BSA asks CSG industry to put its water where its mouth is

Local landholders are shocked that Origin Energy is taking water from the Great Artesian Basin (GAB) to use in the Darling Downs Power Station, rather than accessing water that it already draws out from underground as part of the gas extraction process.

In a public notice in the Dalby Herald this week, the Department of Natural Resources and Mines informed of its intention to grant a new a 100 megalitre entitlement of groundwater from the Hutton Sandstone aquifer in the Great Artesian Basin to Origin Energy Power Limited for industrial use.

Basin Sustainability Alliance (BSA) Basin Chairman David Hamilton said he was gravely concerned about the proposal because it contradicted government policy.

“Government and the coal seam gas (CSG) industry have been openly promoting that they will be utilising the co-produced water as a water resource, but instead we see most of this water sitting in evaporation ponds and holding dams.

“When we are experiencing the most widespread drought in Queensland’s history, and there is a moratorium on all further allocations out of GAB for the sustainability of the resource, we’d prefer to see the CSG companies using the water they have already drawn out rather than ‘double-dipping’ from our precious groundwater reserves.”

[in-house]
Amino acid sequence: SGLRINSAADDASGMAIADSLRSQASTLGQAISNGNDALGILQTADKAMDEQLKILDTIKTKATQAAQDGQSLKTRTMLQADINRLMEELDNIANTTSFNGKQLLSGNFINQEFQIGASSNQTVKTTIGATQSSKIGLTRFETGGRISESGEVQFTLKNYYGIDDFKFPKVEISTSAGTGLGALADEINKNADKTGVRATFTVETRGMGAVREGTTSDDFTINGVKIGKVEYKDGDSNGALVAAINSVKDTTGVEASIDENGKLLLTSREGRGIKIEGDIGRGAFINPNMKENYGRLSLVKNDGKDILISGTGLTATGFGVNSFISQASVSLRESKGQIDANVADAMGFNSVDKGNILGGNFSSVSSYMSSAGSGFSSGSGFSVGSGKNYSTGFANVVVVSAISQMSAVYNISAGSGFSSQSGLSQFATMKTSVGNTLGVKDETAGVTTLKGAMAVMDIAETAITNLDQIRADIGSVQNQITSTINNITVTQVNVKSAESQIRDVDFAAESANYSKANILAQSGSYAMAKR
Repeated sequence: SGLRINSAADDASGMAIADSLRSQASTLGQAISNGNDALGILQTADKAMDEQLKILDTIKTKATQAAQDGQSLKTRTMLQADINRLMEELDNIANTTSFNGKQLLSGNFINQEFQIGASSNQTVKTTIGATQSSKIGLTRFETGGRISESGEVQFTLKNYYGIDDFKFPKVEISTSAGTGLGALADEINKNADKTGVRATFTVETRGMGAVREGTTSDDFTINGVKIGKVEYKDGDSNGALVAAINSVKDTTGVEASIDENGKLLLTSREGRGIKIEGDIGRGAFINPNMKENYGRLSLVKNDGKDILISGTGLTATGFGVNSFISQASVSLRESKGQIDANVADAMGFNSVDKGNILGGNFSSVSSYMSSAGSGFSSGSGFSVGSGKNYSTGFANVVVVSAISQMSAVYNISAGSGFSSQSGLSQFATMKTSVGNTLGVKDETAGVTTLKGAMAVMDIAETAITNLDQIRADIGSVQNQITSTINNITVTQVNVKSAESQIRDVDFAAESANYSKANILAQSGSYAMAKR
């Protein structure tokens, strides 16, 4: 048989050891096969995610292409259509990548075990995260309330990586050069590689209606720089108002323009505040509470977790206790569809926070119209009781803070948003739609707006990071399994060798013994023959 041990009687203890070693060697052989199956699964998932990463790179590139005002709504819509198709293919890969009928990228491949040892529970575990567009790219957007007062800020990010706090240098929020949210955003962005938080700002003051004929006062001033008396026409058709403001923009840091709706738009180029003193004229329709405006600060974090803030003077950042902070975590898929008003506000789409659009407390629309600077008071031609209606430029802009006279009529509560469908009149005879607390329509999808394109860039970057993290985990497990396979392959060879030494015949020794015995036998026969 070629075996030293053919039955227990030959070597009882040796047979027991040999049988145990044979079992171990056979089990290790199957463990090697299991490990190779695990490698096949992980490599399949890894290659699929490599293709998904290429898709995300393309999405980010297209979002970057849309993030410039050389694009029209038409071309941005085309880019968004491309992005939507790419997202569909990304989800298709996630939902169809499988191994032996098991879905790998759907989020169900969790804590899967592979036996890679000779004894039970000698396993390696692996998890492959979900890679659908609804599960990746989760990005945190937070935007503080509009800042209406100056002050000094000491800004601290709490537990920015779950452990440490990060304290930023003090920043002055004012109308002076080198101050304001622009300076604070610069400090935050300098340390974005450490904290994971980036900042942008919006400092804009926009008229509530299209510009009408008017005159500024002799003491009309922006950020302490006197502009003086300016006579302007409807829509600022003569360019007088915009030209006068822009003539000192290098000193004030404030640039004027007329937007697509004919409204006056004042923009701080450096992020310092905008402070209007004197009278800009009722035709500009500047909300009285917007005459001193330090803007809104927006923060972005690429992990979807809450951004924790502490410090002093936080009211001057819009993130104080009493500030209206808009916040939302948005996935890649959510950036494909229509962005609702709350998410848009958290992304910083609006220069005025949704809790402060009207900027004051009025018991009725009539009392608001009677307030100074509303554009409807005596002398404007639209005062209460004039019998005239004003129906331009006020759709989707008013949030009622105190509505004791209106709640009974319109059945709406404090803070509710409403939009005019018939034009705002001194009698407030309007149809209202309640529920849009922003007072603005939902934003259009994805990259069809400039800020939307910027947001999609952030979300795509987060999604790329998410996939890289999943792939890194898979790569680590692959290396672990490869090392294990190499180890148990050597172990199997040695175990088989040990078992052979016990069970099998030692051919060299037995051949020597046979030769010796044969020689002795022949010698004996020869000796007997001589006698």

BSA understands that it was considered unfeasible for Origin to treat, and pipe or truck water from its closest producing field which is 70km away.

“We do appreciate that it may not be the best solution to rip through our countryside with another pipeline, but there are other gas fields operated by other CSG companies close to the power station.  We are concerned that the CSG companies don’t appear to be working together to come up with the best solutions for the use of water.”

Mr Hamilton said the challenges associated with treating, piping and/or trucking co-produced water raised warning signs for landholders who were hoping to access such water as part of their “make good” agreements.

Under “make good” arrangements, landholders can request companies to provide ‘make up’ water for groundwater water that is lost due to draw-down as a result of coal seam gas activity.

“If the CSG companies are already saying that it’s too difficult to pipe in or truck in water for their own use, then where does this leave the average landholder who was pinning his or her hopes on getting this water to continue their farming operations?

“We fear that people will be forced to take money instead of water which could have a long term effect on our ability to sustain agricultural production.”

BSA is urging landholders to put in a submission highlighting their concerns about this allocation before 22 April.  For more information on the application and how to make a submission contact the Department of Natural Resources and Mines in Toowoomba on 4529 1394.